By all accounts, it appears the A’s have concluded their offseason activities as they prepare for the 2014 season. All roster tweaks have been done, and all arbitration cases have been resolved, except for just one. Josh Reddick, the man who shocked everyone with a stellar 2012 season in which he launched 32 home runs, and secured his first Gold Glove award in the process. But his 2013 season was a much different story. Reddick saw his power stroke vanish, and recurring wrist problems that stemmed from an ill advised dive in Houston early in the season cost him a number of games as well.
Oct 7, 2013; Detroit, MI, USA; Oakland Athletics right fielder Josh Reddick (16) runs bases after a solo home run in the fourth inning against the Detroit Tigers in game three of the American League divisional series playoff baseball game at Comerica Park. Mandatory Credit: Rick Osentoski-USA TODAY Sports
The A’s have been left with a bit of a dilemma with Reddick: which version of their right fielder is the real one? Many cite the aforementioned wrist injury as a reason Reddick’s 2013 was a disappointment. But his struggles date back to the second half of the 2012 season, which predates the injury, so that can only be a small contributing factor to his problems. As Reddick has become eligible for arbitration, he and the A’s have to come to an agreement as to which one is the true Josh Reddick, or else someone else will be tasked with making that decision.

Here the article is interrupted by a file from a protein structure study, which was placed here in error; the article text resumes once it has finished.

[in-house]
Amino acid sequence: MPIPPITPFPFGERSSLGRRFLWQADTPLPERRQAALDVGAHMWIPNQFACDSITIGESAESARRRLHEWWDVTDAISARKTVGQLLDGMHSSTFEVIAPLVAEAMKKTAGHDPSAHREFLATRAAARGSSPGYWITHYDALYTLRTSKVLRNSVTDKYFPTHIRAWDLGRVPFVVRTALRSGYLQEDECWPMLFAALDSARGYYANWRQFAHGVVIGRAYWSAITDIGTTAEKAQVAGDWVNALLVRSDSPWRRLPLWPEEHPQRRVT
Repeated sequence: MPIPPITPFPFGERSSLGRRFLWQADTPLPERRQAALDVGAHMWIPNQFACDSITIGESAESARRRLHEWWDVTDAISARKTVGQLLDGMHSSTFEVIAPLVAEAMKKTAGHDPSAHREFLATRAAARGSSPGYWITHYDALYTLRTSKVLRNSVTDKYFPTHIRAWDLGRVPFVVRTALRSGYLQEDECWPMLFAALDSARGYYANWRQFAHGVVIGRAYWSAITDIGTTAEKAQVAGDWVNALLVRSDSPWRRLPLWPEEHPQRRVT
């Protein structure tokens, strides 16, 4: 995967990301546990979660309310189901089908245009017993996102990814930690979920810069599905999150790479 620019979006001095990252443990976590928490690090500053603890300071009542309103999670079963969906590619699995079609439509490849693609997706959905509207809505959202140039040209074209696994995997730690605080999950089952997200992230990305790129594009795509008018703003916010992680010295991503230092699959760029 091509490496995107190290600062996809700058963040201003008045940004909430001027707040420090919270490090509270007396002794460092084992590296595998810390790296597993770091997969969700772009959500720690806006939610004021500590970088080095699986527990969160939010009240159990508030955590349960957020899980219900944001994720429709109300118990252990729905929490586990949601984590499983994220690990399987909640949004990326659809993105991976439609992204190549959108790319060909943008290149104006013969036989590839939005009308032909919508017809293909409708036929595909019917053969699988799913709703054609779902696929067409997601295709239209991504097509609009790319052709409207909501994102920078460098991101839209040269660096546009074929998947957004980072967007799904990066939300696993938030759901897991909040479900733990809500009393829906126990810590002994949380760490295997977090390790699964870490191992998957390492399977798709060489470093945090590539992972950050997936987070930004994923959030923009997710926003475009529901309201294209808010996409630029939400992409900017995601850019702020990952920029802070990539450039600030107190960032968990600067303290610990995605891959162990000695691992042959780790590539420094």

The question that will be answered in 2014 is whether or not the A’s have faith in Josh Reddick to return to form, or if they think 2012 was a fluke and that someone else is their right fielder of the future. This offseason has offered glimpses into the mindset of the organization in regards to Reddick, as their reported “meaningful” interest in Nelson Cruz, their acquisition of Craig Gentry, and the divide that appears to exist between him and the organization as to his value in 2014. If the A’s truly had faith in Josh Reddick to regain his form, chances are the cost conscious team wouldn’t have been looking outside the organization for potential help, especially pricy help in the form of Nelson Cruz. It remains to be seen whether Cruz would actually be the upgrade the A’s were seeking, but their interest in him shows nevertheless that they aren’t 100% committed to Reddick.
Believe it or not, I think Josh Reddick is in for something of a rebound season in 2014. I think a combination of some really bad habits at the plate, and the wrist problems made 2013 a total loss. I don’t believe Reddick is the next Jack Cust, a simple flash in the pan disguised as a late bloomer. Despite my years of criticism, I think there’s more talent inside Josh Reddick than he showed in 2013. I don’t expect another 32 home run performance, perhaps ever, but I think a respectable season for Reddick is indeed possible (I can’t believe I’m saying that).
With the tremendous defensive ability Josh Reddick possesses, it behooves the A’s to see if they can get offensive value out of him. Placing a dollar amount on that value has proven difficult, but a resolution will come soon enough, and not everyone may like the result. Ultimately it’s up to Josh Reddick himself to prove he has more value to a MLB team than a cannon for an arm, otherwise he’s Jeff Francoeur, now of the Cleveland Indians on a minor league deal, and who will likely struggle to find a job year to year for the rest of his career.